New State Calculations to Lower Graduation Rates for Missouri School Districts
Missouri education officials say the new way of calculating graduation rates allows the state to compare how its students are doing with the rest of the country.
Monday, the Missouri Department of Elementary and Secondary Education released high school graduation rates calculated using a new method.
With the change in the way the rate is calculated, most districts in the state have a much lower rate than in the past.
"The U.S. Department of Education is requiring (states) to report the new four-year rate so we can compare how Missouri is doing to our neighbors in Kansas and Illinois," said Leigh Ann Grant-Engle, assistant commissioner for the Office of Data System Management. "It's another way to help us look at students and see if there's anything we need to do to provide them to help them graduate in four years."
States are required to report graduation rate data to the U.S. Department of Education under the No Child Left Behind legislation, but in the past, states calculated the rates using different methods.
Now, the U.S. Department of Education is requiring all states to report the "four-year graduation rate" which measures the percent of students who complete high school in four years.
Students who take longer to graduate or complete a GED aren't counted with their cohort group, and so the district doesn't "get credit" for them.
Currently, Missouri calculates the graduation rate by dividing the number of students who graduated in a given year by the number of graduates plus any dropouts from that class. So this rate would include students who took more than four years to graduate from high school.
St. Charles West High School, for example, had a 90.9 percent graduation rate under the traditional calculation with 209 graduates and 21 dropouts. (209/230=90.9%) However, under the new calculation the four year graduation rate was 85.6 percent.
Using the formula, rates at five high schools in the Fort Zumwalt School District would drop.
At Fort Zumwalt North, the new rate calculation is 86.4 percent, down from the old graduation rate of 90.5 percent. At Fort Zumwalt West, the new rate is 83.9 percent, compared to 90.7 percent; at South, the new rate is 88.2 percent, compared to 90.7 percent; and at East, the new rate is 85.3 percent, compared to the old rate of 82.8 percent.
Fort Zumwalt Hope High, which works with students with special needs, would see its rate go from 82.8 percent to 46 percent.
“The concern is the public perception," said Bernard DuBray, superintendent of the Fort Zumwalt School District. “The way it calculates graduation drops just about everybody. Ours dropped from about 89 percent to about 84 or 83 percent.”
The numbers take some understanding and may initially prompt parents to ask if school districts are doing a good job in graduating students, he said.
The four-year graduation rate for Missouri was 79.8 percent in the 2010-11 school year under the new calculation method.
Moving to a uniform calculation method allows states to be compared to one another more easily.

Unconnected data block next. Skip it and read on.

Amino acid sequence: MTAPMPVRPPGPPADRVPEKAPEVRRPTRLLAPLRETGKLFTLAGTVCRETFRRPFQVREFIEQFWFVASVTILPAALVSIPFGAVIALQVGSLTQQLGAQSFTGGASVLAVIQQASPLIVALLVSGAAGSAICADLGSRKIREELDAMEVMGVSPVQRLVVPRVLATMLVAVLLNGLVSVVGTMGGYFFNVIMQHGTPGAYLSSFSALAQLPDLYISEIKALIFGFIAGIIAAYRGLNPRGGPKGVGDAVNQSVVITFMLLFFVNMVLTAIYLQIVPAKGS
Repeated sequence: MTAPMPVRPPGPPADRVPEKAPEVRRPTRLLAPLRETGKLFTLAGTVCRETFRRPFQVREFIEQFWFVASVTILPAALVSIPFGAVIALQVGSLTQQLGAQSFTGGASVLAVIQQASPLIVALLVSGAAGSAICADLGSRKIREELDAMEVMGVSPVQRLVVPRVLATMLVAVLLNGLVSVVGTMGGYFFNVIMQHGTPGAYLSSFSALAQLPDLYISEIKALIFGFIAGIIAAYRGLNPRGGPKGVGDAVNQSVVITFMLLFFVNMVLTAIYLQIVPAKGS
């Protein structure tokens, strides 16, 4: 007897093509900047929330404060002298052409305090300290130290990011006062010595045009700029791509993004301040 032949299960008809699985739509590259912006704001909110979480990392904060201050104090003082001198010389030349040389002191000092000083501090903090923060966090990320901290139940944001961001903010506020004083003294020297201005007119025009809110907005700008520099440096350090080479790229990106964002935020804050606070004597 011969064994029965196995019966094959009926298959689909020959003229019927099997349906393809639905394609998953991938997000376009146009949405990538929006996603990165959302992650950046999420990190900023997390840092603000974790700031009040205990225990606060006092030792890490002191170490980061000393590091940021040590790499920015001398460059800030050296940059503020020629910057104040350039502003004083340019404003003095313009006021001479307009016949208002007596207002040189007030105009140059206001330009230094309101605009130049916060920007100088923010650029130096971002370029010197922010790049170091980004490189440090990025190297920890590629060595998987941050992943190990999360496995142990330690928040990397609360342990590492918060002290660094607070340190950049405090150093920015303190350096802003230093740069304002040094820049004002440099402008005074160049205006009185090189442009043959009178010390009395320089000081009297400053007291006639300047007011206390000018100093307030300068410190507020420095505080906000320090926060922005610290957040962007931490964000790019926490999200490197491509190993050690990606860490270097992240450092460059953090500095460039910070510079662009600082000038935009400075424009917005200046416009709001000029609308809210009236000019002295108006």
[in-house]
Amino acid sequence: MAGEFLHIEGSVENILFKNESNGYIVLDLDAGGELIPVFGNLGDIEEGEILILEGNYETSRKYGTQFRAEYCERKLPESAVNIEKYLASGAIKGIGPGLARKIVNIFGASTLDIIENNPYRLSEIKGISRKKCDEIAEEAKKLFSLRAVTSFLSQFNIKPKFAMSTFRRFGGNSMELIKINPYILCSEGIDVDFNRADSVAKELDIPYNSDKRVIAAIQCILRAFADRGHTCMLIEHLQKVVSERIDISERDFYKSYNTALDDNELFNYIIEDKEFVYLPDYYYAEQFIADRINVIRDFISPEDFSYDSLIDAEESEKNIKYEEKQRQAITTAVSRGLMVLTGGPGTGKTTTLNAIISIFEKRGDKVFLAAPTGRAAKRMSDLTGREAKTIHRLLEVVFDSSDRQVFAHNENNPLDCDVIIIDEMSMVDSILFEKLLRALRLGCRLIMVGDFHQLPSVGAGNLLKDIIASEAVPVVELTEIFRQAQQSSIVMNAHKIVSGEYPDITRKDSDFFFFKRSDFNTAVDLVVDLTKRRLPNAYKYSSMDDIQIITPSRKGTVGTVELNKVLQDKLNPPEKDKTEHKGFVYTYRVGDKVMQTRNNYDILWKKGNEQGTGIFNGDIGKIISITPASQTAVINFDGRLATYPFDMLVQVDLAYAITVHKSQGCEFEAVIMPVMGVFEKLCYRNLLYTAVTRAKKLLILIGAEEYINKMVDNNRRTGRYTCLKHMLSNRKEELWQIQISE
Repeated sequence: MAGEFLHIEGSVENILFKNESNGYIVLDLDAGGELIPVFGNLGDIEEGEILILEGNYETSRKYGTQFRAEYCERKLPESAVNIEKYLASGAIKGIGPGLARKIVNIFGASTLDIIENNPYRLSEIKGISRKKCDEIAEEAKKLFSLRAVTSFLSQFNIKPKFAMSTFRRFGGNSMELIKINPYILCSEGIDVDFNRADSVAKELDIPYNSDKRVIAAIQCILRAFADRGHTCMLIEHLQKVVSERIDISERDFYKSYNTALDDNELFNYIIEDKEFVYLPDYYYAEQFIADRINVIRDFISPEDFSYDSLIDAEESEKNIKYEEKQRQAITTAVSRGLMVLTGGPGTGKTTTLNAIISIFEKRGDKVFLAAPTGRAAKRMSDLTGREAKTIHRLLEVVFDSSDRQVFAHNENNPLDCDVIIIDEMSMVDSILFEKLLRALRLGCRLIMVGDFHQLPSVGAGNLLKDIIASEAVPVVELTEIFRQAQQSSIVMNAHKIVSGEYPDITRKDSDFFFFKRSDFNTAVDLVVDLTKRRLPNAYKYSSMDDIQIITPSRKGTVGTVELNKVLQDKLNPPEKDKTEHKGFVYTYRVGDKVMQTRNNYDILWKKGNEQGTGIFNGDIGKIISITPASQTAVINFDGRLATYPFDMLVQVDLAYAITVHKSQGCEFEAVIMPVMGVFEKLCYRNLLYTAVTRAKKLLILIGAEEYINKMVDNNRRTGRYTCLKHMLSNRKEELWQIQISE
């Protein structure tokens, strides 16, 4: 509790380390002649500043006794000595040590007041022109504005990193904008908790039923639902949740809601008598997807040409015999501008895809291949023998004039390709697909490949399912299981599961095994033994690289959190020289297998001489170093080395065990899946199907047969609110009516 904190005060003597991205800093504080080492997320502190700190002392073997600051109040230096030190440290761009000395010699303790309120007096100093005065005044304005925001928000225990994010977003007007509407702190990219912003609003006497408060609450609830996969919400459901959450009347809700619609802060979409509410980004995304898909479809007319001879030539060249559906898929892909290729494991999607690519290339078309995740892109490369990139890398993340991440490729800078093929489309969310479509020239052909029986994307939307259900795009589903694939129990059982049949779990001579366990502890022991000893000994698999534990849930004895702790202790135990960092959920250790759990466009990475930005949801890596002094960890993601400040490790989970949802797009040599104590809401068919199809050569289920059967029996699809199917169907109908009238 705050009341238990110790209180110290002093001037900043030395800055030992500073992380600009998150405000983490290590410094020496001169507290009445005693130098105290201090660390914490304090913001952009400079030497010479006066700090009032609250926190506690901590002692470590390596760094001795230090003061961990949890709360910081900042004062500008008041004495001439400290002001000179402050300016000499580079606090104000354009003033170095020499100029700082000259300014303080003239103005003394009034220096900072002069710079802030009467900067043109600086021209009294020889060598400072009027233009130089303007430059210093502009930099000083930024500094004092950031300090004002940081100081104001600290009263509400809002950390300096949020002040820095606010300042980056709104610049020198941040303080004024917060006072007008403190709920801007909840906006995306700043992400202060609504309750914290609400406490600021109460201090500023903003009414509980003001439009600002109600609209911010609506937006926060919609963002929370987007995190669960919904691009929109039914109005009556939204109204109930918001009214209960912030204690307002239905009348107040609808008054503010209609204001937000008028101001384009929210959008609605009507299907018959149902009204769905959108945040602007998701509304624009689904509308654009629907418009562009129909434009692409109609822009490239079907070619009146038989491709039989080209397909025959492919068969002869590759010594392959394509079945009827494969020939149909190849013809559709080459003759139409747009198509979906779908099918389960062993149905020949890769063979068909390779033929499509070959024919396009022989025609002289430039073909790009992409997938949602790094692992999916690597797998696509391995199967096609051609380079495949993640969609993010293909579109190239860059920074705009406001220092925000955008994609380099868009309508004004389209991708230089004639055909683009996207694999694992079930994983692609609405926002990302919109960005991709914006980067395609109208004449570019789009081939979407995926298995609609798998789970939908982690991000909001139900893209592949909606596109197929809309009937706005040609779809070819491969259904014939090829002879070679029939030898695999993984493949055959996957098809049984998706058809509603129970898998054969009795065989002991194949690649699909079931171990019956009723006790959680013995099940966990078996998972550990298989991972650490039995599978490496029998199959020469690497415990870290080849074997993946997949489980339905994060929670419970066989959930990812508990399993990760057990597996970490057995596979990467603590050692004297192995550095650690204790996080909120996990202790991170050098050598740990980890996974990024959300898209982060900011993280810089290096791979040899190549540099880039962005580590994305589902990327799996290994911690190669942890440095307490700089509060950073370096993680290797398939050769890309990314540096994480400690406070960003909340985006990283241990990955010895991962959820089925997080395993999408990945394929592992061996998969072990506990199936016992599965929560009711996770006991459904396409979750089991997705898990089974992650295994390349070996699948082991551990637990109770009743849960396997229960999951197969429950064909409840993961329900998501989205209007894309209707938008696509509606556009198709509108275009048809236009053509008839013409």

“It does put us on the same calculation route as the rest of the country, so it gives bit more of a level playing field,” DuBray said.
In a press release, the U.S. Department of Education calls the new calculation rate "more accurate" because it accounts for students who drop out or don't graduate in four years.
Grant-Engle, however, suggested that the new rate is not a "correction" of the old rate, adding that it's not appropriate to compare the two numbers. For now, the state intends to publish both rates.
"I believe they are just two different rates," she said. "There are many students that it's appropriate for them to take longer than four years to graduate. I do think (the new rate) is an important rate because it allows us to compare to other states accurately."
The new calculation may help state and district leaders understand characteristics of students who may take longer than four years to graduate.
"It's another way to look at students and see if there is anything we need to provide them to help them graduate in four years," Grant-Engle said.
DuBray said the numbers particularly for Hope High School do show that students with special needs often take more than four years to graduate. It’s something that more and more parents of students with learning issues or with special needs are going along with, he said.
DuBray said the new graduation rate calculation also may require the state to adjust its own assessment of school districts.
Fourteen academic performance standards that are the basis of the state’s accreditation program for all school districts. The standards are based on scores from the state-mandated MAP tests, high school end-of-course exams, ACT scores, and other measures.
One of the 14 is graduation rate and the state will have to figure the new rates into their overall assessments of school districts around the state, he said.
New "Four Year Graduation Rate" Calculation:
(Graduates / Total number of students in 9th Grade Cohort Group including transfers in, excluding transfers out) x 100
(Graduates / (9-12 Cohort Dropouts + Graduates)) x 100